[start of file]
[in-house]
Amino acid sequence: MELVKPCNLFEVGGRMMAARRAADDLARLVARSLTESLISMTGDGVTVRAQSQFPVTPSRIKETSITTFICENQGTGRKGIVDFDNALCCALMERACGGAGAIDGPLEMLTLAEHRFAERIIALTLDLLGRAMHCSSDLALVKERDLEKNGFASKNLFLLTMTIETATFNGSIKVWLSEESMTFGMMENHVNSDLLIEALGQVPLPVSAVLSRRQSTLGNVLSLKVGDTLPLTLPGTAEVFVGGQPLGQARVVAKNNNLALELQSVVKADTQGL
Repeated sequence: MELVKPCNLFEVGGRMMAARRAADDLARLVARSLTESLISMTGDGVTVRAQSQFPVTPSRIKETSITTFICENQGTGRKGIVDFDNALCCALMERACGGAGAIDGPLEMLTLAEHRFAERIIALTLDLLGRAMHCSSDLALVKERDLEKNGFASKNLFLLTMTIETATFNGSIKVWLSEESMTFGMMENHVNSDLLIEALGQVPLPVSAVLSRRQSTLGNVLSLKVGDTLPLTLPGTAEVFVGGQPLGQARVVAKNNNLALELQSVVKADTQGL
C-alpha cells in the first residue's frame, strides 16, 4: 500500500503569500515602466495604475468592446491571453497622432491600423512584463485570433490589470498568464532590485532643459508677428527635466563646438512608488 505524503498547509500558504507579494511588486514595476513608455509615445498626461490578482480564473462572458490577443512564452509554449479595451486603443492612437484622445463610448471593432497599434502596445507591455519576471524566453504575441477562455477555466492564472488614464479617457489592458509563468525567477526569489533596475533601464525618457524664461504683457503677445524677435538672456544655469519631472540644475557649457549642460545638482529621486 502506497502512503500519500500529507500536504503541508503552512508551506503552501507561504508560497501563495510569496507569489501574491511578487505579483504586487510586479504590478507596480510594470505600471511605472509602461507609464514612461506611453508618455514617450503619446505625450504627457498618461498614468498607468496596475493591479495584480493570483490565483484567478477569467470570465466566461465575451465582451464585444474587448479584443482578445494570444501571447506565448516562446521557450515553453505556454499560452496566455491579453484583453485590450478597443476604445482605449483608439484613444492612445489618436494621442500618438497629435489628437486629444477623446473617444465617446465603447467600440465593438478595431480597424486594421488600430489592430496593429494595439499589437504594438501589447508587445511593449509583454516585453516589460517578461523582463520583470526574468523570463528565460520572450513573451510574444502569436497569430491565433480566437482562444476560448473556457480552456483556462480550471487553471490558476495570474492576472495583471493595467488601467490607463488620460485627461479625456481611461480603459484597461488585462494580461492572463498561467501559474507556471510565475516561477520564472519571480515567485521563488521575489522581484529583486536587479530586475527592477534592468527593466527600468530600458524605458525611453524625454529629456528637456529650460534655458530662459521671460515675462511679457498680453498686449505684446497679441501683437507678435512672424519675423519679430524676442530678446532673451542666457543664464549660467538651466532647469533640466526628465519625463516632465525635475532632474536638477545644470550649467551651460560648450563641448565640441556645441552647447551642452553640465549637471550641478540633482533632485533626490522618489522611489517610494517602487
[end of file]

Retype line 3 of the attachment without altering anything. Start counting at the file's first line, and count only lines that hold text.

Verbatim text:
Repeated sequence: MELVKPCNLFEVGGRMMAARRAADDLARLVARSLTESLISMTGDGVTVRAQSQFPVTPSRIKETSITTFICENQGTGRKGIVDFDNALCCALMERACGGAGAIDGPLEMLTLAEHRFAERIIALTLDLLGRAMHCSSDLALVKERDLEKNGFASKNLFLLTMTIETATFNGSIKVWLSEESMTFGMMENHVNSDLLIEALGQVPLPVSAVLSRRQSTLGNVLSLKVGDTLPLTLPGTAEVFVGGQPLGQARVVAKNNNLALELQSVVKADTQGL